Vorovskii, Vatslav

The following article is from The Great Soviet Encyclopedia (1979). It might be outdated or ideologically biased.

Vorovskii, Vatslav Vatslavovich


(literary and party pseudonyms, P. Orlovskii, Shvarts, Zhosefina, and Favn). Born Oct. 15 (27), 1871, in Moscow; died May 10, 1923, in Lausanne. Soviet party and government figure, publicist, and literary critic. Member of the Communist Party from 1894.

The son of an engineer, Vorovskii studied at the Moscow Higher Technical School from 1891 to 1897 and took part in the student movement. After joining the Moscow Workers’ Union in the summer of 1894, he was persecuted by the government. He became a contributor to Lenin’s newspaper Iskra in 1902 and was one of the paper’s correspondents-at-large. In 1904 he helped organize the Southern Bureau of the RSDLP Central Committee in Odessa. He attended the Third (1905) and Fourth (1906) Congresses of the RSDLP and represented the Bolsheviks at the Fifth Congress of the Social Democracy of the Kingdom of Poland and Lithuania (1906).

An important part of Vorovskii’s public and revolutionary activity was his literary work for the Bolshevik newspapers, notably Vpered (Forward), Proletarii, and Pravda, and for progressive magazines. He was a passionate advocate of Marxism, and his articles were popular in working-class circles. His translation of the Communist Manifesto corrected certain inaccuracies that appeared in the translation by G. V. Plekhanov. Lenin included Vorovskii among “the main Bolshevik writers” (Poln. sobr. sock, 5th ed., vol. 22, p. 280). Along with Plekhanov and A. V. Lunacharskii, Vorovskii was one of the founders of Marxist literary criticism in Russia.

In the realm of aesthetics and literary criticism Vorovskii, basing himself on the heritage of the revolutionary democrats, especially the “real criticism” of N. A. Dobroliubov, examined the artistic problems that emerged with the rise of the proletarian movement. He was the author of essays on N. A. Dobroliubov, V. G. Belinskii, and D. I. Pisarev. In his unfinished work From the History of the New Russian Novel, chapters of which appeared between 1908 and 1911, Vorovskii was the first to analyze realism in proletarian literature from the Marxist point of view (the series of articles on M. Gorky, 1908-11) and to reveal the social and aesthetic causes for the artistic decline of L. N. Andreev’s work and of decadent literature (his articles on Andreev and others, 1908-10). He gave a class interpretation of the decadent school in his article “On the Bourgeois Nature of the Modernists” (1908) and examined the complex aesthetic relations between revolutionary publicism and realism. The dialectics of “real” and “ideal” truth and the aesthetic role of “the struggle for new social principles” were treated in his essays on the Russian writers A. I. Kuprin, I. A. Bunin, and S. S. Iushkevich and such foreign writers as M. Maeterlinck.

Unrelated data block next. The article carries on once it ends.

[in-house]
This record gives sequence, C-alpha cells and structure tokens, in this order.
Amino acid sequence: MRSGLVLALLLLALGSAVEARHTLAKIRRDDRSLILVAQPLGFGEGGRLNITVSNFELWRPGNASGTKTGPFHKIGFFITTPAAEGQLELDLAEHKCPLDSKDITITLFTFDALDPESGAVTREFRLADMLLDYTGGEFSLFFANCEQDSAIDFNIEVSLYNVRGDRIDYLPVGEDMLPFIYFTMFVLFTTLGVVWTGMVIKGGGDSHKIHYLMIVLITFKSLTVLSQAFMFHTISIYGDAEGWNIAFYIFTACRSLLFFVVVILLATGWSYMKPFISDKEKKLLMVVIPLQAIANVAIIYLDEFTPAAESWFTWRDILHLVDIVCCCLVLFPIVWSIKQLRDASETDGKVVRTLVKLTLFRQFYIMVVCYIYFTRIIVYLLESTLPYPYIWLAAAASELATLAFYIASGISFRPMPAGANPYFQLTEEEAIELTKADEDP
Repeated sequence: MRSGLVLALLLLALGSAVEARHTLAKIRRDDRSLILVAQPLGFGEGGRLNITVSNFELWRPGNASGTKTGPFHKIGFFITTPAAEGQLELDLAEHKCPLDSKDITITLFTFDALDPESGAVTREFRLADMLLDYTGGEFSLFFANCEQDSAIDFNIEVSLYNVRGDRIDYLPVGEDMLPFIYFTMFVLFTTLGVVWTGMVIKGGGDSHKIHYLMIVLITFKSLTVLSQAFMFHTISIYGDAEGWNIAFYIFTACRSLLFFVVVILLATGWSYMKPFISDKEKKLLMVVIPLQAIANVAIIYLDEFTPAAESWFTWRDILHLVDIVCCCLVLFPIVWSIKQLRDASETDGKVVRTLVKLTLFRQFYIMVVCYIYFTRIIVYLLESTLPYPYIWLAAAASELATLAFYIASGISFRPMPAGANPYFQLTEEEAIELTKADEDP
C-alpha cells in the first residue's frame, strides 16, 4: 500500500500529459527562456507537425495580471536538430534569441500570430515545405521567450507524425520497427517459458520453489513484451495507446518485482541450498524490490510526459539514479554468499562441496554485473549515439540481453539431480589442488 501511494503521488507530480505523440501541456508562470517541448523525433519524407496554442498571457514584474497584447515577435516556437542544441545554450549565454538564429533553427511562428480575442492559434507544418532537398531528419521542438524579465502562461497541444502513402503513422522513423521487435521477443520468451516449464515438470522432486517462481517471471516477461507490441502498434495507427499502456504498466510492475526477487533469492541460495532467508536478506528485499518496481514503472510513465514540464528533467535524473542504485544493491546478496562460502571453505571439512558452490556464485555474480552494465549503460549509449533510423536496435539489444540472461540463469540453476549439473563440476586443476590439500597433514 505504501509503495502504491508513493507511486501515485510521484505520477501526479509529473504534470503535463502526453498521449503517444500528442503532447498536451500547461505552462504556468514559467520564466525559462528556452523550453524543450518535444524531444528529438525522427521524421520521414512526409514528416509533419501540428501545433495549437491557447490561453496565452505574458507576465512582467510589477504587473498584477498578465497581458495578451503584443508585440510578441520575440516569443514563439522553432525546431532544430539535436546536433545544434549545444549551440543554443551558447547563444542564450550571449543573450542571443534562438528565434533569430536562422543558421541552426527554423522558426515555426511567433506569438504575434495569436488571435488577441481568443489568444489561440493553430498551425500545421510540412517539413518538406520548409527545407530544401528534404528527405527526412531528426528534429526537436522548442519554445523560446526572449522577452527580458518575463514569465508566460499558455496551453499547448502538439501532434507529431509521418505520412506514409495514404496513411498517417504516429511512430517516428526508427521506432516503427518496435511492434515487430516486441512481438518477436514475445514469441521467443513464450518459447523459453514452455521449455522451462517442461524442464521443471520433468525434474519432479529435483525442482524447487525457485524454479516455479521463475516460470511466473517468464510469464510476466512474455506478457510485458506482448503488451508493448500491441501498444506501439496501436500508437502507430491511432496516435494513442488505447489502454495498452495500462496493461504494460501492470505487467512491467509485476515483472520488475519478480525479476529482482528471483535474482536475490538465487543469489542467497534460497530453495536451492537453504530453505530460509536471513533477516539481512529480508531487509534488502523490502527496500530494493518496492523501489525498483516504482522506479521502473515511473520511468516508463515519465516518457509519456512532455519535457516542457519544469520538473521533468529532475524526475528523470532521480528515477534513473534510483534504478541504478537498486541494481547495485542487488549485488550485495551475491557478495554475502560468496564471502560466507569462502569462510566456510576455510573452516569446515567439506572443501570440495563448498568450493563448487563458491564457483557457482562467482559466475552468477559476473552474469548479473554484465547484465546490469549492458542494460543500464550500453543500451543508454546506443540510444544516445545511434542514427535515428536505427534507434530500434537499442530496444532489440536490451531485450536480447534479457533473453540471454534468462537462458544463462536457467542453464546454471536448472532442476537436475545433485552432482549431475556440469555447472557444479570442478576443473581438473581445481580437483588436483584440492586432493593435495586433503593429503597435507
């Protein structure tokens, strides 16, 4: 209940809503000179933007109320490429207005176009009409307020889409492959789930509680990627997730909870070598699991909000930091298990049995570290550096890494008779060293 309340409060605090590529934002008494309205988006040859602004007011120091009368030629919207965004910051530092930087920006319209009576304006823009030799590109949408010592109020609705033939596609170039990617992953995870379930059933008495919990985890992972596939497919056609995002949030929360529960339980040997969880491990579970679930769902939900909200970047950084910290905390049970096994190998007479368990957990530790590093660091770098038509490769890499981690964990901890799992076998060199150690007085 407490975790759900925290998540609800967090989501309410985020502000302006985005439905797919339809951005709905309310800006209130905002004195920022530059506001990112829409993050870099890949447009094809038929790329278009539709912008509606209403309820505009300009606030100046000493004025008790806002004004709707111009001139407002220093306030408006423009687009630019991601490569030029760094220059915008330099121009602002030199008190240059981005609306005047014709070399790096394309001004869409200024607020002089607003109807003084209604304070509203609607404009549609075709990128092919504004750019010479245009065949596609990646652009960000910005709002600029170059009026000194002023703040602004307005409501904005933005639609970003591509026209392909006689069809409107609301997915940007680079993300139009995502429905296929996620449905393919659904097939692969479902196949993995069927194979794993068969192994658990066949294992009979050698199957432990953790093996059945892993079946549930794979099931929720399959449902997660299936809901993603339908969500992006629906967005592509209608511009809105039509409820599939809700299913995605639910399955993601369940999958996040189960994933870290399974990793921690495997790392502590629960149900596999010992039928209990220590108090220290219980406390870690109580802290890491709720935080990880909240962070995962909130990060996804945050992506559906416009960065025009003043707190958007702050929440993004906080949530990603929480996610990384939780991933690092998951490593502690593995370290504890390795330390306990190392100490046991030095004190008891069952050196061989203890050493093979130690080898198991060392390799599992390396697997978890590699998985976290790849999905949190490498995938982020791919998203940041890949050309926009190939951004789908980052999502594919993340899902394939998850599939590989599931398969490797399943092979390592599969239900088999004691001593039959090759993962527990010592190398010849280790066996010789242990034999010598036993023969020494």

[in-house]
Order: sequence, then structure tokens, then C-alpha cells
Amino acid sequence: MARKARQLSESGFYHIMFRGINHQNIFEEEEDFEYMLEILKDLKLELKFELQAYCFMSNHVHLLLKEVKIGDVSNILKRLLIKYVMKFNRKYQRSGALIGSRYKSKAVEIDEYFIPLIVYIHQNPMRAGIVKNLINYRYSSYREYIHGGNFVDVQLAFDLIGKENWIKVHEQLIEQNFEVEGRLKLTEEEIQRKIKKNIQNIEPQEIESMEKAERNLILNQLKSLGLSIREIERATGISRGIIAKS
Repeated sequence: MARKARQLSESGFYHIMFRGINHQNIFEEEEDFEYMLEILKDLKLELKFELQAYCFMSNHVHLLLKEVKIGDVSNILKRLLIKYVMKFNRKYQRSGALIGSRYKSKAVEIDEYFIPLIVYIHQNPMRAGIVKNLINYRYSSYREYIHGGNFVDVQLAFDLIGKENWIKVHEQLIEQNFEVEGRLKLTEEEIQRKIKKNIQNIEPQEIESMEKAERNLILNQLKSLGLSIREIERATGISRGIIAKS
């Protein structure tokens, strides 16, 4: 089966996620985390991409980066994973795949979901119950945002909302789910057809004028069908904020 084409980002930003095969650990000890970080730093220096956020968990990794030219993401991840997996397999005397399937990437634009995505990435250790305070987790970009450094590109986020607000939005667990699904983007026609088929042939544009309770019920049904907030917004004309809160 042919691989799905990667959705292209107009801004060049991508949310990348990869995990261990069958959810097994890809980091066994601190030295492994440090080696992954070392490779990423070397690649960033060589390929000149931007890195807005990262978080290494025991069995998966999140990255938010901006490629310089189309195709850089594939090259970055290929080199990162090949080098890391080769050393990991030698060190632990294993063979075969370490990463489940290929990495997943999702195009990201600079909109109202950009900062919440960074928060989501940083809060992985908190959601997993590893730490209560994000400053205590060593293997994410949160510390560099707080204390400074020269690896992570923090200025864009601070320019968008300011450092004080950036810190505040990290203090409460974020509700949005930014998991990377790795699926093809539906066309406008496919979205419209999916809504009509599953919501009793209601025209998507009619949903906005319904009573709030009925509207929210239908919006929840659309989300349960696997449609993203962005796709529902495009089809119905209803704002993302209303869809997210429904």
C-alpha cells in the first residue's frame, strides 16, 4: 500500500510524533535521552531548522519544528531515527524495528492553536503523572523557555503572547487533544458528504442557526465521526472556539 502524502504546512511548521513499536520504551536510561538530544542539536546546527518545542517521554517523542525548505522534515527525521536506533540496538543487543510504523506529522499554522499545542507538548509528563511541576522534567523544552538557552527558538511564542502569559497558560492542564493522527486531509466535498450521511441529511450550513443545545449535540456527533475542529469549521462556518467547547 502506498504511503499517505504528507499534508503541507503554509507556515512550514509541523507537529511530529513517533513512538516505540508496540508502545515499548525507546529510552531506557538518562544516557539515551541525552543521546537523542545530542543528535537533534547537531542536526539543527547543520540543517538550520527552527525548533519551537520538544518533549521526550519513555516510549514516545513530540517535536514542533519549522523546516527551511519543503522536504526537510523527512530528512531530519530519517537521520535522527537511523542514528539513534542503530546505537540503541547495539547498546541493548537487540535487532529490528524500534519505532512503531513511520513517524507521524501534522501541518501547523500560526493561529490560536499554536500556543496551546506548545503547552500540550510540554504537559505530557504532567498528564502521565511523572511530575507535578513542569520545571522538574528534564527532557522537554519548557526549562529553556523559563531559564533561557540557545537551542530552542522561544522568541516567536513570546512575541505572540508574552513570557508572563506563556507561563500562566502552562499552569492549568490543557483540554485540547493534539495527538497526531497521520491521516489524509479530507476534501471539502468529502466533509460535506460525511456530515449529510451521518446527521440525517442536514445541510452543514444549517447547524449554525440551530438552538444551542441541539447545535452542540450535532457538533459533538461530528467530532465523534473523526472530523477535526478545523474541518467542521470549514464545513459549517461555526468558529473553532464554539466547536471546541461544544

After the February Revolution in 1917, Vorovskii headed the Foreign Bureau of the Central Committee of the RSDLP (Bolshevik) in Stockholm. In November 1917 he became the Soviet ambassador to the Scandinavian countries (Sweden, Denmark, and Norway). In 1921 he was appointed Soviet plenipotentiary to Italy and negotiated the Italo-Soviet trade agreement that was signed on May 24, 1922. He also played an important part in the conclusion of the Rapallo Treaty with Germany in 1922. He was general secretary of the Soviet delegation at the Genoa Conference in 1922 and at the Lausanne Conference in 1922-23, where he was assassinated by White Guards. He was buried in Moscow on Red Square. In 1961 the annual Vorovskii prize was established for the best work in international journalism.


Soch., vols. 1-3. Moscow, 1931-33.
Izbr. proizv. o pervoi russkoi revoliutsii. Moscow, 1955.
Literaturno-kriticheskie stat’i. Moscow, 1956.1956.
Fel’etony. With an introductory article by Chernoutsan. Moscow, 1960.


Piiashev, N. F. Vorovskii. [Moscow, 1959.]
Lunacharskii, A. V. “V. V. Vorovskii kak literaturnyi kritik.” In Sobr. sock, vol. 8. Moscow, 1960.


The Great Soviet Encyclopedia, 3rd Edition (1970-1979). © 2010 The Gale Group, Inc. All rights reserved.